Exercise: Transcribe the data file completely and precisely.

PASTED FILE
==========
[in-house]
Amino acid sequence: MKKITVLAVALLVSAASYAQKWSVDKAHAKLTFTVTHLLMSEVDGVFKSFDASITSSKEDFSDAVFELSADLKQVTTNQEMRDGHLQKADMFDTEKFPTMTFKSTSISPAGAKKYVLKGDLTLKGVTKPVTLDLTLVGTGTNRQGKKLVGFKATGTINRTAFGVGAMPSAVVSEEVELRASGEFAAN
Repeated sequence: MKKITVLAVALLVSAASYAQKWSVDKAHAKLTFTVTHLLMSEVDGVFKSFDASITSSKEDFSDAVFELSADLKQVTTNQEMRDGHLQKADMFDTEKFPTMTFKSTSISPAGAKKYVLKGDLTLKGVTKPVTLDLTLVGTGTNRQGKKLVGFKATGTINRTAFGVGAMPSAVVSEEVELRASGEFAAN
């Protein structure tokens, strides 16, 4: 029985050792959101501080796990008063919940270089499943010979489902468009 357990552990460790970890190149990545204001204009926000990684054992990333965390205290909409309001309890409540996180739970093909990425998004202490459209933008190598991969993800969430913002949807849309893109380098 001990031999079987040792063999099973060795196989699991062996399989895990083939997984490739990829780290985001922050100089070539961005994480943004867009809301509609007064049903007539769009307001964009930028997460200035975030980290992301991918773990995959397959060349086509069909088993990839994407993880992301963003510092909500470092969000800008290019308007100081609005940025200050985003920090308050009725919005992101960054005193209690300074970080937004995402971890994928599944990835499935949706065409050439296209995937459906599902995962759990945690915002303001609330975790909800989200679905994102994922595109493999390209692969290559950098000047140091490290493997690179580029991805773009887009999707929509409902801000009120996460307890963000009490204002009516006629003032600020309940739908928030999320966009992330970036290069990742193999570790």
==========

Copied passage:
[in-house]
Amino acid sequence: MKKITVLAVALLVSAASYAQKWSVDKAHAKLTFTVTHLLMSEVDGVFKSFDASITSSKEDFSDAVFELSADLKQVTTNQEMRDGHLQKADMFDTEKFPTMTFKSTSISPAGAKKYVLKGDLTLKGVTKPVTLDLTLVGTGTNRQGKKLVGFKATGTINRTAFGVGAMPSAVVSEEVELRASGEFAAN
Repeated sequence: MKKITVLAVALLVSAASYAQKWSVDKAHAKLTFTVTHLLMSEVDGVFKSFDASITSSKEDFSDAVFELSADLKQVTTNQEMRDGHLQKADMFDTEKFPTMTFKSTSISPAGAKKYVLKGDLTLKGVTKPVTLDLTLVGTGTNRQGKKLVGFKATGTINRTAFGVGAMPSAVVSEEVELRASGEFAAN
């Protein structure tokens, strides 16, 4: 029985050792959101501080796990008063919940270089499943010979489902468009 357990552990460790970890190149990545204001204009926000990684054992990333965390205290909409309001309890409540996180739970093909990425998004202490459209933008190598991969993800969430913002949807849309893109380098 001990031999079987040792063999099973060795196989699991062996399989895990083939997984490739990829780290985001922050100089070539961005994480943004867009809301509609007064049903007539769009307001964009930028997460200035975030980290992301991918773990995959397959060349086509069909088993990839994407993880992301963003510092909500470092969000800008290019308007100081609005940025200050985003920090308050009725919005992101960054005193209690300074970080937004995402971890994928599944990835499935949706065409050439296209995937459906599902995962759990945690915002303001609330975790909800989200679905994102994922595109493999390209692969290559950098000047140091490290493997690179580029991805773009887009999707929509409902801000009120996460307890963000009490204002009516006629003032600020309940739908928030999320966009992330970036290069990742193999570790």